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Tom Smothers, half of American comedy duo the Smothers Brothers, dies at 86

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Tom Smothers, half of American comedy duo the Smothers Brothers, dies at 86

FILE PHOTO: Comedians and brothers, Tom (L) and Dick Smothers, star of the television series "The Smothers Brothers Comedy Show" accept the Favorite Singing Siblings award at the 3rd annual TV Land Awards in Santa Monica, California March 13, 2005. The awards show honors classic television shows and performers.

REUTERS/Fred Prouser FSP/File Photo

Smothers and his younger brother, Dick, started out wanting to be folk singers but found success weaving comedy into their act

American comic Tom Smothers, one-half of the musical-comedy duo the Smothers Brothers, died on Tuesday, December 26, at 86 at home in California after being diagnosed with cancer, his family said in a statement released by the National Comedy Center. 

Smothers and his younger brother, Dick, started out wanting to be folk singers but found success weaving comedy into their act, a formula they perfected in 1967 with the CBS show The Smothers Brothers Comedy Hour, a precursor of Saturday Night Live and other satirical television shows.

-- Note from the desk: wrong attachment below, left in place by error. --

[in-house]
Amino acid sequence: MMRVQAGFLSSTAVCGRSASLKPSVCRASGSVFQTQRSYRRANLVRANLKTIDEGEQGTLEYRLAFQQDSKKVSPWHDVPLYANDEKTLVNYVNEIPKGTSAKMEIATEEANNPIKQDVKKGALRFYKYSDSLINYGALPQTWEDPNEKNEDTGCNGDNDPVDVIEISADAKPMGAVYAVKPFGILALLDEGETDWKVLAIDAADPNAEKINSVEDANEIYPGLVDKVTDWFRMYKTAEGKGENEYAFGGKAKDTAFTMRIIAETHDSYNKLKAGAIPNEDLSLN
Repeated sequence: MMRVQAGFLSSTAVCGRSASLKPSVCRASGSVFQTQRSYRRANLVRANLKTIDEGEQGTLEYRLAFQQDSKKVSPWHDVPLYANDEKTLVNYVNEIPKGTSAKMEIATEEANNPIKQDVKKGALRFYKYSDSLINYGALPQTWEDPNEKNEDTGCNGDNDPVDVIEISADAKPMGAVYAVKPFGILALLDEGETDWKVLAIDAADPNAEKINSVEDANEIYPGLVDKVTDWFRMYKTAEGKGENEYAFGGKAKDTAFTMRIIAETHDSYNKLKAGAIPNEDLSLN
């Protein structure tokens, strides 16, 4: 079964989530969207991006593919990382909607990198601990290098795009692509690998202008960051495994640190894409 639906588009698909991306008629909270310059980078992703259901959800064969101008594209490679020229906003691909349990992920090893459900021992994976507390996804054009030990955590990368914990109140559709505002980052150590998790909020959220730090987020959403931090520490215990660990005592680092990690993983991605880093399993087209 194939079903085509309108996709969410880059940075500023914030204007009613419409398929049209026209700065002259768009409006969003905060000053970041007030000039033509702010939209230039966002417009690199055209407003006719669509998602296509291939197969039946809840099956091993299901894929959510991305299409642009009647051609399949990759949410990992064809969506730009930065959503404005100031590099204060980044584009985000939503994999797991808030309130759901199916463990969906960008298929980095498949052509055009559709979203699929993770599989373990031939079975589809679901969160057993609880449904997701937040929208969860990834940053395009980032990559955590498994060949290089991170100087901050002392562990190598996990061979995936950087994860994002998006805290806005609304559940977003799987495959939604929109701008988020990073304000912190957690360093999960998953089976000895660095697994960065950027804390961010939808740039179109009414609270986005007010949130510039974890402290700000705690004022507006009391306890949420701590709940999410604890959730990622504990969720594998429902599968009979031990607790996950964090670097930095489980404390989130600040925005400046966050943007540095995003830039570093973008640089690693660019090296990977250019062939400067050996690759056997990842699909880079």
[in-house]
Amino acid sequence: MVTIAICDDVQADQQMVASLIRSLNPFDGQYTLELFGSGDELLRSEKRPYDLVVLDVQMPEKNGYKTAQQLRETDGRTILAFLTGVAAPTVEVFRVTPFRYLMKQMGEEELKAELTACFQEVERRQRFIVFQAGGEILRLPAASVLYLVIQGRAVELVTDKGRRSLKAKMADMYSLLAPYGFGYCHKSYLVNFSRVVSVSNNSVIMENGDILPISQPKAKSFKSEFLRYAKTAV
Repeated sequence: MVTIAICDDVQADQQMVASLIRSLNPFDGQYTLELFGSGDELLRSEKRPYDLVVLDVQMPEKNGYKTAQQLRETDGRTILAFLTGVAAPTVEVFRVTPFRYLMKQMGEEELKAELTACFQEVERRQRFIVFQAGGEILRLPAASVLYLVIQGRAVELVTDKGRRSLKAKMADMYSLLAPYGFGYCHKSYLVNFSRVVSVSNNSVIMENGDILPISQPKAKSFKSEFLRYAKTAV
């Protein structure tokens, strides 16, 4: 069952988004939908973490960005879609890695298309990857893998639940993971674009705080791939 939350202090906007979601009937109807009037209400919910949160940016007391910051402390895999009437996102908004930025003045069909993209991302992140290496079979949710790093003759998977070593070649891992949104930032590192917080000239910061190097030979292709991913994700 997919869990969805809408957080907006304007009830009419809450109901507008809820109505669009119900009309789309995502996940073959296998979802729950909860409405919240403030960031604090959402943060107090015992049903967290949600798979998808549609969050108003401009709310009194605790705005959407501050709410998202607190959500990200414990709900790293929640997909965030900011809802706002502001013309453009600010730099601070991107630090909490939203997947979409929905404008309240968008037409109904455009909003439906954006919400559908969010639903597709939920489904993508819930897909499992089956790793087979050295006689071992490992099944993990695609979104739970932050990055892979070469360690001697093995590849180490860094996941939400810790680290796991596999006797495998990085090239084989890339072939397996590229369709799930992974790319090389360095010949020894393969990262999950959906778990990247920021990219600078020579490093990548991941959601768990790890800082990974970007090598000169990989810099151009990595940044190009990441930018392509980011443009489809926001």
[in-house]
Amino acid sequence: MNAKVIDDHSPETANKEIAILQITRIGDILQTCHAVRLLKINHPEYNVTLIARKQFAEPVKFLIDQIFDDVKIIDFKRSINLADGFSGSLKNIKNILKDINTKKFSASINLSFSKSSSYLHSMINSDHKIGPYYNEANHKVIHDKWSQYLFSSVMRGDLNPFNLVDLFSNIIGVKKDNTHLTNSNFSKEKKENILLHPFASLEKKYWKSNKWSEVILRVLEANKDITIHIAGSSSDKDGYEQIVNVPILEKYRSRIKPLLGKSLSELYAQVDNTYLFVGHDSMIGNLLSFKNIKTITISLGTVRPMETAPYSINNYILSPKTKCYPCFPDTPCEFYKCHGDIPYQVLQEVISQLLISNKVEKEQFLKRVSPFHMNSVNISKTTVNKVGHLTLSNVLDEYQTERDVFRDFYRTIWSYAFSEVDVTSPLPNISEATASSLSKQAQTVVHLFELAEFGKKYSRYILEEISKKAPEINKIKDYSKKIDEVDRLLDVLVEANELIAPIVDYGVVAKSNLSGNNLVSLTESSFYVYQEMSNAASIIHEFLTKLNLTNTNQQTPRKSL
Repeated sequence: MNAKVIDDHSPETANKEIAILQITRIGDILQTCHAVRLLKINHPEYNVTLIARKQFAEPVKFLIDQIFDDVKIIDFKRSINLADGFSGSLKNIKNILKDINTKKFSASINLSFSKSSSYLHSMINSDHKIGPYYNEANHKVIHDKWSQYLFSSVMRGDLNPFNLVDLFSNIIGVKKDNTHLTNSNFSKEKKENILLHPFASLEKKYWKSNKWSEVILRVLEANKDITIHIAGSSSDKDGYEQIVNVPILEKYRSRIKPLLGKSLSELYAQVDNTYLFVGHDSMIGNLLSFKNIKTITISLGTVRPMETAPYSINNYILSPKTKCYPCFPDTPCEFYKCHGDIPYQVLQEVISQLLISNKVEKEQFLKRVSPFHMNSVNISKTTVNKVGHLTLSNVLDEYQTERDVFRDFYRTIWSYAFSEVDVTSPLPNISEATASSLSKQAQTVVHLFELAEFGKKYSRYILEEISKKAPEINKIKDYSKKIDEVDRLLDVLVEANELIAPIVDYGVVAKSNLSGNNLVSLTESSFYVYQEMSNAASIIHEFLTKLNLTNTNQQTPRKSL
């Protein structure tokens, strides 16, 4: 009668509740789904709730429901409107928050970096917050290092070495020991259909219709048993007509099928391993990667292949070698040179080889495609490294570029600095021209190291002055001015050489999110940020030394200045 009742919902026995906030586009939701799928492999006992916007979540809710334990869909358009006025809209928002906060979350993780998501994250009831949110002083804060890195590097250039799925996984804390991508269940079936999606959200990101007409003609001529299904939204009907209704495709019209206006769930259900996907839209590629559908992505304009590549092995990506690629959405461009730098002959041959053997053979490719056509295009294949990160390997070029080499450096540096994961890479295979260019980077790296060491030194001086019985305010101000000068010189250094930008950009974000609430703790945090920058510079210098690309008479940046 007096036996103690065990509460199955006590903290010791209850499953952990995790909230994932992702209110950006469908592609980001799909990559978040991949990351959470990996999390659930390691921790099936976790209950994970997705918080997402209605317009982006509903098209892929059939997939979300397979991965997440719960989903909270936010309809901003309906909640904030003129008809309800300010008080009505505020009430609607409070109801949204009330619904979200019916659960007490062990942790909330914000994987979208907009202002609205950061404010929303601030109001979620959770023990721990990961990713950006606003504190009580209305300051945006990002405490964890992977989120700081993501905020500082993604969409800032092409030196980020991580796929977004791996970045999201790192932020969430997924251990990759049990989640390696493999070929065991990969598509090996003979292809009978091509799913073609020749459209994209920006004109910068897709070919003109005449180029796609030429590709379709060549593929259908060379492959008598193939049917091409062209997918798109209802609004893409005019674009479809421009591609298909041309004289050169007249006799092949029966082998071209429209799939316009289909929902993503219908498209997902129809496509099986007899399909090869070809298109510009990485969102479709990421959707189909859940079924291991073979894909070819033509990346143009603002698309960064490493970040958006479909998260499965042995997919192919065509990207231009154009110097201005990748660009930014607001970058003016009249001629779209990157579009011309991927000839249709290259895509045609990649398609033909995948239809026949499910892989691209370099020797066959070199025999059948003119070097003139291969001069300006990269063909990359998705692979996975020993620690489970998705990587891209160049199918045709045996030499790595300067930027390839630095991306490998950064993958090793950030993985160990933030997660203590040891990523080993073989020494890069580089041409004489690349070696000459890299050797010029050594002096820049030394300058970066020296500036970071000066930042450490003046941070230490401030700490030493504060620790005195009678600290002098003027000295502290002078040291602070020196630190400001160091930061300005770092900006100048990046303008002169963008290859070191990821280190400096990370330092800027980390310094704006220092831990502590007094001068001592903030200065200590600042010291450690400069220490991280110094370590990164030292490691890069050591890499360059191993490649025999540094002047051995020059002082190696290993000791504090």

Tom played guitar and Dick played bass, and both brothers sang. Their onstage performance of songs was usually derailed into comedy bits or arguments sparked by Tom.

In his onscreen persona, Tom was the dimwitted, stammering older brother to Dick, spinning elaborate stories of their childhood and his resentment of Dick as their mother’s favored son. When trick-or-treating on Halloween, he joked in one episode, their mother gave Dick a pillowcase in which to amass candy, while Tom had to make do with a sock.

“Tom was not only the loving older brother that everyone would want in their life, he was a one-of-a-kind creative partner,” Dick Smothers said in a statement. “Our relationship was like a good marriage – the longer we were together, the more we loved and respected one another.”

Tom Smothers was born in New York City on February 2, 1937. His father, Thomas B. Smothers, was an officer of the US Army who died in 1945 as a Japanese prisoner of war. The family moved to Southern California whileTom and Dick were children.

In interviews, Smothers described how he and his brother fought with network censors at CBS over the three seasons of the Comedy Hour. The show became popular with younger, more liberal viewers in the late 1960s for its acknowledgement of fraught political issues and its booking of performers like Joan Baez who openly opposed the Vietnam War.

Smothers also played acoustic guitar on John Lennon’s 1969 anti-war song “Give Peace a Chance,” Lennon’s first solo single while still a member of the Beatles.

In a statement, the National Comedy Center called Smothers a pioneer and “a true champion for freedom of speech, harnessing the power of comedy to push boundaries and our political consciousness.” – Rappler.com

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